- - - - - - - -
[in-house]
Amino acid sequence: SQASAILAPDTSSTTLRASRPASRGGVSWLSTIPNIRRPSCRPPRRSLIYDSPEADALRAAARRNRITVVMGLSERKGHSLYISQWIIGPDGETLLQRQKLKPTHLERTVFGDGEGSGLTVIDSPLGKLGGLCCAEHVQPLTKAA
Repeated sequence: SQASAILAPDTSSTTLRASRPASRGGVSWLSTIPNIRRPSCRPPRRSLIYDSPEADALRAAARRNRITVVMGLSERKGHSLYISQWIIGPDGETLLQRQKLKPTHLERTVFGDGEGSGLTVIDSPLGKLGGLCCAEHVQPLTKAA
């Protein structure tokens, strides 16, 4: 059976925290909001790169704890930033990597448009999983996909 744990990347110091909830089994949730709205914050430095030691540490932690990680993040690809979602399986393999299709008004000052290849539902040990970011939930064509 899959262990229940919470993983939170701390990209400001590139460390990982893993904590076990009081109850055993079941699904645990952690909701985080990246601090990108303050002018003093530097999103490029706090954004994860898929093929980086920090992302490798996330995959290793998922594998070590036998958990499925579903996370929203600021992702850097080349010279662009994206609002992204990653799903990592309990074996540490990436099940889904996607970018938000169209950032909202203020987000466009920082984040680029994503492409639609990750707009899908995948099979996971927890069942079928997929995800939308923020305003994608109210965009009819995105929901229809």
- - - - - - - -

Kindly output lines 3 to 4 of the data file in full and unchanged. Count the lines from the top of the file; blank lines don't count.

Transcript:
Repeated sequence: SQASAILAPDTSSTTLRASRPASRGGVSWLSTIPNIRRPSCRPPRRSLIYDSPEADALRAAARRNRITVVMGLSERKGHSLYISQWIIGPDGETLLQRQKLKPTHLERTVFGDGEGSGLTVIDSPLGKLGGLCCAEHVQPLTKAA
């Protein structure tokens, strides 16, 4: 059976925290909001790169704890930033990597448009999983996909 744990990347110091909830089994949730709205914050430095030691540490932690990680993040690809979602399986393999299709008004000052290849539902040990970011939930064509 899959262990229940919470993983939170701390990209400001590139460390990982893993904590076990009081109850055993079941699904645990952690909701985080990246601090990108303050002018003093530097999103490029706090954004994860898929093929980086920090992302490798996330995959290793998922594998070590036998958990499925579903996370929203600021992702850097080349010279662009994206609002992204990653799903990592309990074996540490990436099940889904996607970018938000169209950032909202203020987000466009920082984040680029994503492409639609990750707009899908995948099979996971927890069942079928997929995800939308923020305003994608109210965009009819995105929901229809």